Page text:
Windows' own power management tools play an important part in maintaining your overall energy efficiency, so it's worth taking the time to make sure that they're all set up correctly.
In Windows XP, launch Control Panel and click 'Performance and Maintenance | Power Options'. Choosing the Portable/Laptop Power Scheme will ensure your monitor and hard drive are turned off quickly (if your system is idle), but consider reducing these further still.
Turning off the monitor after five minutes' idle time instead of 15, say, would save 46W on our test PC's 22in monitor during that 10 minute block.
In Vista and Windows 7, click Start, type power options and then click the Power Options link. Select the plan that suits your needs – Very Low Power to maximise your energy savings, say – then click 'Change Plan Settings'.
Reduce the 'Turn off the display' and 'Put the computer to sleep' timeouts as much as you can, then click 'Change Advanced Power Settings'. Scroll down through this new dialog and you'll find settings for Sleep mode, USB, searching, your display and many other power related options.
Best of all, if you successfully enabled Intel SpeedStep or AMD Cool'n'Quiet earlier then you should also see a 'Processor Power Management' option. Expand this section of the tree, then 'Maximum Processor State', and you'll be able to define the maximum utilisation your CPU will be able to achieve.
Setting this to five per cent on our test PC cut power use under load by 20W. Exactly how much this will save you depends on your individual setup, but it may not be very much as CPU-intensive tasks will take much longer. Still, if you know you'll only be running lightweight tasks for a while then it makes sense to choose the Low Power Plan now, as you can always switch back later.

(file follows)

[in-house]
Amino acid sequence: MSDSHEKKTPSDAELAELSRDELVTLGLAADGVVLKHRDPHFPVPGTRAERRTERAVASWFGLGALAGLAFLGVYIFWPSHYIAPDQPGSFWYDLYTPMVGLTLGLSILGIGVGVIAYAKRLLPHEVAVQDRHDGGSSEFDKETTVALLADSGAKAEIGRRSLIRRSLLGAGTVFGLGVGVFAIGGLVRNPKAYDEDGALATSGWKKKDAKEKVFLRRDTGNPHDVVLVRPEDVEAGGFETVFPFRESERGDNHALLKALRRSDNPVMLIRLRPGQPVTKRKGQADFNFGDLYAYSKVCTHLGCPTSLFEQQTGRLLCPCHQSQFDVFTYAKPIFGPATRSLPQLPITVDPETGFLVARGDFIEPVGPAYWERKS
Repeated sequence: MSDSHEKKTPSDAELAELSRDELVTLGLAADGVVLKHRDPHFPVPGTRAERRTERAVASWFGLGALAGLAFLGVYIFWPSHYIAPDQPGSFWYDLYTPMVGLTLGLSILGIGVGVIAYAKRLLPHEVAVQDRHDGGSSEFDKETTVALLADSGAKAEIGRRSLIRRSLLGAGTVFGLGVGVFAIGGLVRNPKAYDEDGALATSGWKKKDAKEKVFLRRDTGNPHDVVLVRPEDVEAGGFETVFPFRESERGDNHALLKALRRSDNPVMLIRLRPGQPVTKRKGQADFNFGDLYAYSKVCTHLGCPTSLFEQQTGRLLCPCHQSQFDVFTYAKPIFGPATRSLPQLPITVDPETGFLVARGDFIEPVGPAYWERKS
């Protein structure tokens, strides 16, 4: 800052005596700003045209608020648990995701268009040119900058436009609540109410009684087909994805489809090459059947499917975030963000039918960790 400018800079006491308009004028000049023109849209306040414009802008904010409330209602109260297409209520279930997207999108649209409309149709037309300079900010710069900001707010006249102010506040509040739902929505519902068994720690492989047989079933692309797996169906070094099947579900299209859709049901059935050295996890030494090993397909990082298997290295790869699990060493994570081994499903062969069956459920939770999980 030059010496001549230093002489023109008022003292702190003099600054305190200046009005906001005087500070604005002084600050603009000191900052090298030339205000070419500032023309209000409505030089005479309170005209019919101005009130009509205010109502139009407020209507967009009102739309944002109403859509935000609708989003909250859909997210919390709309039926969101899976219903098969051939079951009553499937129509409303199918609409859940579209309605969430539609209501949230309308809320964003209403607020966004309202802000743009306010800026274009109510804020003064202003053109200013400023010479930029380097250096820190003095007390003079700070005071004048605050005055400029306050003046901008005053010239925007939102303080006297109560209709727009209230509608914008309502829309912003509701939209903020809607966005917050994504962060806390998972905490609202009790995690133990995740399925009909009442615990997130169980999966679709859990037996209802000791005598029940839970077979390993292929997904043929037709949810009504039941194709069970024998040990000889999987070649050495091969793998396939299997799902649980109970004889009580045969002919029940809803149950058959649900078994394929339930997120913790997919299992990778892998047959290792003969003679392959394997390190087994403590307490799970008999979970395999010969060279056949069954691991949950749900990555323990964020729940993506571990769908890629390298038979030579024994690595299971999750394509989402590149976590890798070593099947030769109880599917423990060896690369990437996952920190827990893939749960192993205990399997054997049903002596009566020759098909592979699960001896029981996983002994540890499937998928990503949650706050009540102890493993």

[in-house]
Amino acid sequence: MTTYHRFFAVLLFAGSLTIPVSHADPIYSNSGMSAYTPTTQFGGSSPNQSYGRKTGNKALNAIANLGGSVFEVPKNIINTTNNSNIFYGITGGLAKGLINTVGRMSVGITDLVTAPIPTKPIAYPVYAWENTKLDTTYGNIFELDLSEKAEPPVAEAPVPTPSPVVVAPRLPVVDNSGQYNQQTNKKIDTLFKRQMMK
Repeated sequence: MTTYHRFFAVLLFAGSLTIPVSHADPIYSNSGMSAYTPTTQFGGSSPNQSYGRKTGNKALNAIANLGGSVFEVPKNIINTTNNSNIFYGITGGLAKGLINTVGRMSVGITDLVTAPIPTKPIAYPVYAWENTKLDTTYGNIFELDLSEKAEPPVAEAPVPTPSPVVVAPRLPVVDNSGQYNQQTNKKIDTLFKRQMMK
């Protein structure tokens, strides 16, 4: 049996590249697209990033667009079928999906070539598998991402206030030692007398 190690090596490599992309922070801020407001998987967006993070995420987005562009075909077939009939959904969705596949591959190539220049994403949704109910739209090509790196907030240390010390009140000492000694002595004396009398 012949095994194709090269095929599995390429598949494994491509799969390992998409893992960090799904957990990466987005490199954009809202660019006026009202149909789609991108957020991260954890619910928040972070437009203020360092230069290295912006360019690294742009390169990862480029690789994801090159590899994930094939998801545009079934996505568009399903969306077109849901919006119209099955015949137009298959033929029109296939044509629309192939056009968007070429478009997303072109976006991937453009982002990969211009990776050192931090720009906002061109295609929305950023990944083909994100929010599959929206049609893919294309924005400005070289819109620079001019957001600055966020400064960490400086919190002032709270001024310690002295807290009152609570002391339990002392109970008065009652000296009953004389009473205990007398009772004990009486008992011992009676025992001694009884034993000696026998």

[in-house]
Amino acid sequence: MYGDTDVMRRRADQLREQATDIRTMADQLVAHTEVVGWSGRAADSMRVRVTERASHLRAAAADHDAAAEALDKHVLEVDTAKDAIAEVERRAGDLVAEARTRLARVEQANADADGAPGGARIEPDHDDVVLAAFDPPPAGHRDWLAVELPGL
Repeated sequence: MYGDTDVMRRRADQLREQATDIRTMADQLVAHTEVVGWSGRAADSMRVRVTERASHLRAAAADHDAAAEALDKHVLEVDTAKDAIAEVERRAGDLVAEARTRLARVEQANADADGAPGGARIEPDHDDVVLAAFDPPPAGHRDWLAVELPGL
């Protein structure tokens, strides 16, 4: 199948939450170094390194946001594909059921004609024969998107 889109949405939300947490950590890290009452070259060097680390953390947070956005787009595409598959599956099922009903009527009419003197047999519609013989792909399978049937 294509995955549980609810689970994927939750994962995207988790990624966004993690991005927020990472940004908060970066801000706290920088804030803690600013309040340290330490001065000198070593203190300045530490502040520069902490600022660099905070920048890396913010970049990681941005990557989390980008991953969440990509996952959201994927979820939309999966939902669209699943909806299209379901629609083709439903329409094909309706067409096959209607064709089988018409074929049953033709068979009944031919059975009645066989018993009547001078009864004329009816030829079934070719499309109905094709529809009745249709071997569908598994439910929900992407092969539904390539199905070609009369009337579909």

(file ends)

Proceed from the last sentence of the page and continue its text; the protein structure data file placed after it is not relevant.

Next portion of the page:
For real convenience, though, it's hard to beat PowerSlave, which will automatically define one power plan that will run during the day (Low Power if you're only using Word, email and a browser, say) then automatically switch to a different profile at night (such as High Performance so you can play demanding 3D games).
When you're looking to cut your electricity use then it's natural to start as we've done here: focus on hardware, turn off unwanted devices and configure the rest to be as energy efficient as possible. But what about software?
The chances are you've installed many programs in the past that have proved real resource hogs, grabbing all your CPU time and thrashing the hard drive. This kind of problem isn't just a nuisance, though: the more system resources a program requires, the more it'll cost you to run, and the results can be a real surprise.
Take browsing, for instance. Everyone knows that IE is an inefficient memory hog, right? Well, maybe not.
Tech site Anandtech did a test where three notebooks were set to constantly reload three websites. After a set amount of time, the battery life was checked. It repeated the test with several different browsers, and found battery life varied by up to 27 per cent, with IE8 outperforming most of the competition in every single test.
On an Intel notebook, for instance, IE8 provided 227 minutes battery life, Chrome 218, Firefox 3.5.2 210, while Safari 4 was at the back with 184 minutes. This seemed hard to believe, so we set up an IE8 vs Safari test of our own. This provided similar results: running IE8 gave us around 20 per cent more battery life than Safari.
We wondered if further tests could vindicate Microsoft in other areas. Does Windows Media Player deserve its reputation for being slow and overweight, for instance?